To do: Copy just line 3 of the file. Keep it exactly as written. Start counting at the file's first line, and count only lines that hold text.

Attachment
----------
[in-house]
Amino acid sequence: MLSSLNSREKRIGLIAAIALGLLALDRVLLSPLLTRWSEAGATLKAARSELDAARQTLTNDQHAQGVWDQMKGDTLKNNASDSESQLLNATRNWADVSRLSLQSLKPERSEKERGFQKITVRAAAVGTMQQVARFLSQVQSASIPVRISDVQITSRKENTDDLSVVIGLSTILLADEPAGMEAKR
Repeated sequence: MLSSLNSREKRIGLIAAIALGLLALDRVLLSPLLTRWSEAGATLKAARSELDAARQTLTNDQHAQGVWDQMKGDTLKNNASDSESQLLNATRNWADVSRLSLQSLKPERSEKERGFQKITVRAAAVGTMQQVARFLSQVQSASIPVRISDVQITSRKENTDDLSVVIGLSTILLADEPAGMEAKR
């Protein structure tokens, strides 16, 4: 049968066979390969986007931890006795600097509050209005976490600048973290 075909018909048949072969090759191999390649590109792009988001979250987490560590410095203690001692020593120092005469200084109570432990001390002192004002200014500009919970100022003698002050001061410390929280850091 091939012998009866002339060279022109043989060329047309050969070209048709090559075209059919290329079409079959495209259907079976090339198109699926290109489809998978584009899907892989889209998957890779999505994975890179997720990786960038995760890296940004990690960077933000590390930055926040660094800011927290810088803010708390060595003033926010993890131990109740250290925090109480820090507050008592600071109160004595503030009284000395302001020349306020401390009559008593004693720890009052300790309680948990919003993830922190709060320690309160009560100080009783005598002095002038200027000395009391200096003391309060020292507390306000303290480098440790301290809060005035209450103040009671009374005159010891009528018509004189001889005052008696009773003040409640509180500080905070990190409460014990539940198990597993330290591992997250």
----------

Repeated sequence: MLSSLNSREKRIGLIAAIALGLLALDRVLLSPLLTRWSEAGATLKAARSELDAARQTLTNDQHAQGVWDQMKGDTLKNNASDSESQLLNATRNWADVSRLSLQSLKPERSEKERGFQKITVRAAAVGTMQQVARFLSQVQSASIPVRISDVQITSRKENTDDLSVVIGLSTILLADEPAGMEAKR